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Bharati Subramanian
Bharati Subramanian

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Introduction to Responsive Design

A good website should be readable and appealing when used across all devices of any size.
Such a website must fit and scale automatically to screens of different sizes.

What is this blog about?

In this blog we will be focusing on some of the techniques used to make a website responsive and create best user experiences.

Prerequisites for this blog

This blog assumes that you are familiar with the basics of HTML and CSS.

What is Responsive Design?

Responsive web design is the concept of using HTML and CSS to build layouts that adapt to all screen sizes, resolutions, and devices.

Responsive Design Techniques

Three techniques are discussed in this blog that are used to make websites and pages more responsive:

  1. Setting Viewport
  2. Fluid widths and layouts
  3. Media Queries

Check out the website and code shown in the blog here.

1. Setting the viewport

  • What is Viewport?
    • A viewport is the area of the screen that is visible to the user.
    • This area is smaller in devices such as mobile phones or tablets when compared to a PC.
  • Why should you set the viewport?
    • The viewport gives instructions to the browser on how to set the width of the screen such that it scales to the width of the device
    • It also informs to zoom the content such that it's intended for the device at hand.
    • This ensures that the content does not appear zoomed out and does not appear as it does on a desktop layout.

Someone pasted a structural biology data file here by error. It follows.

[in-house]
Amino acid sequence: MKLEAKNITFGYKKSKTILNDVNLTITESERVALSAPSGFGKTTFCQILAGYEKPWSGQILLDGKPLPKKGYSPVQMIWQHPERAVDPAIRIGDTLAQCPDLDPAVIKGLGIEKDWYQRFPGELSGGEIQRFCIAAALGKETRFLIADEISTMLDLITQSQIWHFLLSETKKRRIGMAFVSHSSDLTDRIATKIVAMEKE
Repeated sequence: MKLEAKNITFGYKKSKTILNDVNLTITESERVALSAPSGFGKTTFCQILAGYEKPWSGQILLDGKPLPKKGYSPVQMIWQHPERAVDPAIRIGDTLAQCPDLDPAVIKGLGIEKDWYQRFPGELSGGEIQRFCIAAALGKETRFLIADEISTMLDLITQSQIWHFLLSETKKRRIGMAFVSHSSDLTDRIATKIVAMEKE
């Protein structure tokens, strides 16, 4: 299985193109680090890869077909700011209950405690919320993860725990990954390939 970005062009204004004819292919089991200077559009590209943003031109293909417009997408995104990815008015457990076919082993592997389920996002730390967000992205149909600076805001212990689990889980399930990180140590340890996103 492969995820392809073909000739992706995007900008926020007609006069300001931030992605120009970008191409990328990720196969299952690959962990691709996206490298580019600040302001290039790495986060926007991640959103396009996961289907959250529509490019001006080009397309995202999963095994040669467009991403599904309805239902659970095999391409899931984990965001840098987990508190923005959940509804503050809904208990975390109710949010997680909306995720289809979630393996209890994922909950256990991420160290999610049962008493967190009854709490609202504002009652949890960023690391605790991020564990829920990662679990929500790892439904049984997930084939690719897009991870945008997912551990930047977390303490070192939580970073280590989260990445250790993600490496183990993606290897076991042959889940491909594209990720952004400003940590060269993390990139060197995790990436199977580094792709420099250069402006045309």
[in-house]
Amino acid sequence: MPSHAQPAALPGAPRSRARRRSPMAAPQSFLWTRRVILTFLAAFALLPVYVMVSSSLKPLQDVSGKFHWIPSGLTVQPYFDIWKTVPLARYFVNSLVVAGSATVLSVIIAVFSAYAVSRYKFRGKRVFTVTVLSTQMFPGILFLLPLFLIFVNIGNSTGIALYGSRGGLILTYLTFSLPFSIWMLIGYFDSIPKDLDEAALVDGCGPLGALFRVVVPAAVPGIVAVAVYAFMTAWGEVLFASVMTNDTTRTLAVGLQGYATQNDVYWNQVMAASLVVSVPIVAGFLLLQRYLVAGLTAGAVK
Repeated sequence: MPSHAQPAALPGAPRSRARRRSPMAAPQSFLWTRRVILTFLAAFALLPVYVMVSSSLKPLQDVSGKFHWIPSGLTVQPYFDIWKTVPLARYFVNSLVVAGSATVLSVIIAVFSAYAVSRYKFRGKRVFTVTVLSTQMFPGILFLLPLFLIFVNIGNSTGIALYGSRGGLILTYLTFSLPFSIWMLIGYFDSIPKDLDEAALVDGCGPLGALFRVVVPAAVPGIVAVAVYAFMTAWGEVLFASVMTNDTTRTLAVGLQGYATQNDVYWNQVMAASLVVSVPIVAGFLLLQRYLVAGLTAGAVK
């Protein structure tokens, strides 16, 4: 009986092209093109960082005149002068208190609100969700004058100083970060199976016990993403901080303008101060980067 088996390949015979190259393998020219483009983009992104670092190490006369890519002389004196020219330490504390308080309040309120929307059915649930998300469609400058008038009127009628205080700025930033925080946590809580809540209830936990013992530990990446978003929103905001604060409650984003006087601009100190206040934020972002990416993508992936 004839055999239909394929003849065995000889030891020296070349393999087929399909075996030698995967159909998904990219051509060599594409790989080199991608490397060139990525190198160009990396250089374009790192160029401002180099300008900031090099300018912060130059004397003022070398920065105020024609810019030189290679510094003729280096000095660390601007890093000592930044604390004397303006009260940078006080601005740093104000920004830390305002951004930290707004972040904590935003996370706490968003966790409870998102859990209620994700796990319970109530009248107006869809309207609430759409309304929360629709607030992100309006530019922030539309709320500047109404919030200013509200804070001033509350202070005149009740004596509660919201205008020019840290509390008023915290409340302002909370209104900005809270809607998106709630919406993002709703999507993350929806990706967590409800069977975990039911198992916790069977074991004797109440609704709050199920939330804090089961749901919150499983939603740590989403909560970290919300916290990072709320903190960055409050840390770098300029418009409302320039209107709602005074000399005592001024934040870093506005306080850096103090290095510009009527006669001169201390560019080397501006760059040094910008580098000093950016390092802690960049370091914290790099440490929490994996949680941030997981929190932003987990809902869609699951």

• How do you set the viewport?

    • The viewport is set inside the <head> using the <meta> tag.
        <meta name="viewport" content="width=device-width, initial-scale=1.0">
  • What does the above code mean?
    • width=device-width: sets the width of the screen to the width of the device.
    • initial-scale=1.0: sets the initial zoom/ scale to 1

Look at the images below, and see the difference in screen width (in mobile browsers) and content size

  1. Without viewport tag Mobile screen browser width without viewport
    • Notice how the content is zoomed out and the image does not adjust to the screen size and width of the device.
  2. With viewport tag Mobile screen browser width with viewport
    • Although the image does scale to the size of the screen, the image is not responsive. To handle this, we use Fluid Widths.

2. Fluid Widths

  • What is fluid width?
    • Fluid-widths are relative measurements, that are responsive to change in screen size and viewports.
    • This is in contrast to fixed-layouts, which are static measurements and are non-responsive.
    • Fluid widths use the entire width of the browser, and such a layout is called liquid layout or fluid layout.
  • Why should we use fluid width?
    • Take the example of a sample page in the image below. Sample website with image and scrollbar
    • Notice how when the size of the browser shrinks, a horizontal tab appears to view the entire image. That won't do at all
    • This is definitely not looking good, and does not provide a good user experience.
    • Since the image is not responsive, it does not shrink in size when the browser width (or viewport width) reduces. This is where fluid width comes into play.
  • How can we use fluid-widths?

    • Instead of using pixels (px), use percentages (%) , viewport height (vh) and viewport width (vw).
    • Image in the example website above uses 500px as it's width.
    • To make this a fluid image, we can use percentages or vw to set a width.
     img {
         width: 80% | 50vw;
    • Percentages occupy space relative to width or height of the parent element. Whereas vw / vh take up space relative to width or height of the viewport.
    • Now, as the size of viewport decreases, the image also shrinks relatively.
    • There comes a point when the image shrinks and ends up becoming very small.
    • To tackle this, we can set a minimum height or width, below which, the image should not be shrunk.
     img {
        min-width: 300px;
    • Now the image will not shrink below 300px even if the viewport size becomes smaller than this.
  • Fluid widths and layouts are incredibly useful when you have to handle multimedia content in your site.